Jump to ContentJump to Main Navigation
East Asia's Other MiracleExplaining the Decline of Mass Atrocities$
Users without a subscription are not able to see the full content.

Alex J. Bellamy

Print publication date: 2017

Print ISBN-13: 9780198777939

Published to Oxford Scholarship Online: November 2017

DOI: 10.1093/oso/9780198777939.001.0001

Show Summary Details
Page of

PRINTED FROM OXFORD SCHOLARSHIP ONLINE (www.oxfordscholarship.com). (c) Copyright Oxford University Press, 2019. All Rights Reserved. An individual user may print out a PDF of a single chapter of a monograph in OSO for personal use. date: 16 September 2019

The Developmental Trading State

The Developmental Trading State

Chapter:
(p.115) 4 The Developmental Trading State
Source:
East Asia's Other Miracle
Author(s):

Alex J. Bellamy

Publisher:
Oxford University Press
DOI:10.1093/oso/9780198777939.003.0005

This chapter demonstrates that the downwards pressure that state consolidation placed on mass violence was amplified by the type of state that emerged. Across East Asia, governments came to define themselves as “developmental” or “trading” states whose principal purpose was to grow the national economy and thereby improve the economic wellbeing of their citizens. Governments with different ideologies came to embrace economic growth and growing the prosperity of their populations as the principal function of the state and its core source of legitimacy. Despite some significant glitches along the way the adoption of the developmental trading state model has proven successful. Not only have East Asian governments succeeded in lifting hundreds of millions of people out of poverty, the practices and policy orientations dictated by this model helped shift governments and societies away from belligerent practices towards postures that prioritized peace and stability. This reinforced the trend towards greater peacefulness.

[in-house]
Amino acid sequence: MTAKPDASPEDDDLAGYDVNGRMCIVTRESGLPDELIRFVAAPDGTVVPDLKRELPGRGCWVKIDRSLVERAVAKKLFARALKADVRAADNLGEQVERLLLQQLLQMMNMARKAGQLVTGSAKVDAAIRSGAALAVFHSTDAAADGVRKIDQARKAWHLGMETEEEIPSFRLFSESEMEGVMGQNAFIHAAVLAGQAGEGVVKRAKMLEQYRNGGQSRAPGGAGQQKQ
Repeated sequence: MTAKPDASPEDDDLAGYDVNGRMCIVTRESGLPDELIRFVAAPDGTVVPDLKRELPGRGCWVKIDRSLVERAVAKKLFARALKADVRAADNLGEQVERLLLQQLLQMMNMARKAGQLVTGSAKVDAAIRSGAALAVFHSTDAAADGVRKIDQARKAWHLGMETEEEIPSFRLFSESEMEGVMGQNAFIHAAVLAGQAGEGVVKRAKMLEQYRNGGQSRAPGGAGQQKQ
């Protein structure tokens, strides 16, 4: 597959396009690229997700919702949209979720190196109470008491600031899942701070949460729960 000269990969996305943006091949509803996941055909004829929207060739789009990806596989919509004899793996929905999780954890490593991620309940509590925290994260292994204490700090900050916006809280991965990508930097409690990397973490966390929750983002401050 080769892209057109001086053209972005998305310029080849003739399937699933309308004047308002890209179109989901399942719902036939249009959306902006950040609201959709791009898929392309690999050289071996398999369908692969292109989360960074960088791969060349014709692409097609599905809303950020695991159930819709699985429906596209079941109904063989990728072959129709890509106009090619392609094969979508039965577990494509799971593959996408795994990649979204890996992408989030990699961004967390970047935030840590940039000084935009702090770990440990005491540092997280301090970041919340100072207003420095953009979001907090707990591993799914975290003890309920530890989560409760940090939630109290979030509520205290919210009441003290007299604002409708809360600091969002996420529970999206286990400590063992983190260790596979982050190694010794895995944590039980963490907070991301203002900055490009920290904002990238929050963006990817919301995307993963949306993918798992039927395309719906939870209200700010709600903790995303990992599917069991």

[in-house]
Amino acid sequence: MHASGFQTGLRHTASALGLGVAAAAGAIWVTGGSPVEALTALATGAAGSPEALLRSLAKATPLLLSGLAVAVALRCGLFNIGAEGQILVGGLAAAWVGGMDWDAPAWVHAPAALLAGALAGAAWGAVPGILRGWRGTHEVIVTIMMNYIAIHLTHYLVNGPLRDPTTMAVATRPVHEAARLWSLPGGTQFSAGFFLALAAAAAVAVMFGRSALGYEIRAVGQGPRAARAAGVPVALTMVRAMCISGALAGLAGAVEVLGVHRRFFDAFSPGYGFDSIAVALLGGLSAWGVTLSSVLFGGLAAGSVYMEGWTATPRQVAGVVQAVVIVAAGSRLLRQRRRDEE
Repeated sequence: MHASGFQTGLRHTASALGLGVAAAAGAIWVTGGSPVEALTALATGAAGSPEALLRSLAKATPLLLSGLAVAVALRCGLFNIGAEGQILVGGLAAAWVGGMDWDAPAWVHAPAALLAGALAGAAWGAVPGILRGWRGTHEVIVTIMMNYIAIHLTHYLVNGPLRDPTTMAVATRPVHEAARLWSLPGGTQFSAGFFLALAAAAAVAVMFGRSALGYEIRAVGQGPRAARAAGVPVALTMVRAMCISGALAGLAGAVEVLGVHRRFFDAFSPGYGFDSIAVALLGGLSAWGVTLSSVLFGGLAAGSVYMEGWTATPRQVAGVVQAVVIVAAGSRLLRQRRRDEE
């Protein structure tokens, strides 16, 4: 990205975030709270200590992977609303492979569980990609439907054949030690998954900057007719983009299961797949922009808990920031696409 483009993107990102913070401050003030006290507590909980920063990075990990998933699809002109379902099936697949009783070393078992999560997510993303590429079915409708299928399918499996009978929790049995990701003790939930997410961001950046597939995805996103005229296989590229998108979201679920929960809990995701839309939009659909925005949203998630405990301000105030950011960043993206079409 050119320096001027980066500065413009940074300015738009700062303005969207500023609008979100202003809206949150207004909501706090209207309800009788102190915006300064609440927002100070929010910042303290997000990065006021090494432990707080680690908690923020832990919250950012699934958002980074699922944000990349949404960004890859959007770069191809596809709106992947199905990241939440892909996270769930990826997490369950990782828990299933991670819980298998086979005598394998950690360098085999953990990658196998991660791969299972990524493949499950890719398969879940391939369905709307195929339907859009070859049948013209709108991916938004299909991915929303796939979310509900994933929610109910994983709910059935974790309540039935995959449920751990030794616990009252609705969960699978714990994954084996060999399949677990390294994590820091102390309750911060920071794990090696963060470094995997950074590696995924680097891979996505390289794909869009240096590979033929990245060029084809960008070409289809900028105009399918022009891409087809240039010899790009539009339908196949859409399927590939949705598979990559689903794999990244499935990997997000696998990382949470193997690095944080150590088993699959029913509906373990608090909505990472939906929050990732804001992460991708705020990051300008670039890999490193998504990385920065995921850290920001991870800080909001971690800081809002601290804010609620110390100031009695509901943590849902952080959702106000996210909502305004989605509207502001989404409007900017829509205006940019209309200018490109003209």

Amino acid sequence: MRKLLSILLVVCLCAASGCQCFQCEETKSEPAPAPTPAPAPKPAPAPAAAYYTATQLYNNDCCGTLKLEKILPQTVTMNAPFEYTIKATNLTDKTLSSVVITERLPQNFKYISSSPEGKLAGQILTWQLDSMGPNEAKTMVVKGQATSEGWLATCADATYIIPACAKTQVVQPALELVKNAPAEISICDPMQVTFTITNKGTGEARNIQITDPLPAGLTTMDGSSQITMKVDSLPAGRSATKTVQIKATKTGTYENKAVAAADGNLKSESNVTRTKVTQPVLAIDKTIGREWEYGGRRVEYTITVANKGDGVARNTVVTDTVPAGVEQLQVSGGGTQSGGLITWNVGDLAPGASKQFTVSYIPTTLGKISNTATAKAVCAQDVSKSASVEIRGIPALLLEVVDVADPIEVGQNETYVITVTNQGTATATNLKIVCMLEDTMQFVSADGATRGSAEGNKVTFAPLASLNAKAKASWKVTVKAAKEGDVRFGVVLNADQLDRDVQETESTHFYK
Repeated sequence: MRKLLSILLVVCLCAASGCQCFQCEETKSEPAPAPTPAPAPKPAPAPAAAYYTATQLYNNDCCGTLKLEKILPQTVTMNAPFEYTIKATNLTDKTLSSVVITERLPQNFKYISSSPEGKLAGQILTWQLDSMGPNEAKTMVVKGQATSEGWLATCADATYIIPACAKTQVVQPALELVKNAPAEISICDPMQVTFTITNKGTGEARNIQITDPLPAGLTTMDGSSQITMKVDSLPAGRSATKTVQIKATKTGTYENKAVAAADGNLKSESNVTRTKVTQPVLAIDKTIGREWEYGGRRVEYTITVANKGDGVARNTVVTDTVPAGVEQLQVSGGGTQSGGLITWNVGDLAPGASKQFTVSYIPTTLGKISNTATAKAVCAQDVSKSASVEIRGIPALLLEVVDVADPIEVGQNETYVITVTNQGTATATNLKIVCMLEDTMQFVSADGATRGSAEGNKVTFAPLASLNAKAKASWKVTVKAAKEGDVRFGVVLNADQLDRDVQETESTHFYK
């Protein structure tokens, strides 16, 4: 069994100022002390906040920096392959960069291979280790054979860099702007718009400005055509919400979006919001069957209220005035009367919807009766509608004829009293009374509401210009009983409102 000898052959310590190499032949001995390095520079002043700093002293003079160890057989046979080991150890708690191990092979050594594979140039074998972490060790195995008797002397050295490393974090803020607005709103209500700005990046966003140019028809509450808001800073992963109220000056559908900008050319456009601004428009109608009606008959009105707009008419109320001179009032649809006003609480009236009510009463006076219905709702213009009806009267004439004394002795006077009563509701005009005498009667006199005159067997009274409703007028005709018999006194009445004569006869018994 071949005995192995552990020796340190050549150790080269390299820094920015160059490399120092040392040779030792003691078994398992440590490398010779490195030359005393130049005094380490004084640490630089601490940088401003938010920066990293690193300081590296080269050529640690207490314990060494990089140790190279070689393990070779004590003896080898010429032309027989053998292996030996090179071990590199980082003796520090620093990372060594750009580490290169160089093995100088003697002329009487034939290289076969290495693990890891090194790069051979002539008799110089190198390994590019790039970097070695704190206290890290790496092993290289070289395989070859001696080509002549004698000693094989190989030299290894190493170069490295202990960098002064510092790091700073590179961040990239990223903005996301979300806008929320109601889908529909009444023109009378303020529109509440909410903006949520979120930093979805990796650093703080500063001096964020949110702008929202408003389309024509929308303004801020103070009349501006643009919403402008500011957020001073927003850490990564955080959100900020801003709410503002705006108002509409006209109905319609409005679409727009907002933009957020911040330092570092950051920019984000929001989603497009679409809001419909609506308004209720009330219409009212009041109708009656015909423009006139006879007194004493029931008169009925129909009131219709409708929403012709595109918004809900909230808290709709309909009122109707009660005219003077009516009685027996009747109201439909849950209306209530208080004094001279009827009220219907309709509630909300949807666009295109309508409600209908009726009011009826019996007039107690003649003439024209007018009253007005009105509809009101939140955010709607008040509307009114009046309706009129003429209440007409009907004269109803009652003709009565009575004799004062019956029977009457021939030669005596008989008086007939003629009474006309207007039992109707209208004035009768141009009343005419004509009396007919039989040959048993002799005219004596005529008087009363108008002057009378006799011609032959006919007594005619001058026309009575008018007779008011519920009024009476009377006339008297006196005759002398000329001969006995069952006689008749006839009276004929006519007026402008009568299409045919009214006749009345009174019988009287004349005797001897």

Keywords:   economic, development, trade, interdependence, violence, East Asia

Oxford Scholarship Online requires a subscription or purchase to access the full text of books within the service. Public users can however freely search the site and view the abstracts and keywords for each book and chapter.

Please, subscribe or login to access full text content.

If you think you should have access to this title, please contact your librarian.

To troubleshoot, please check our FAQs , and if you can't find the answer there, please contact us .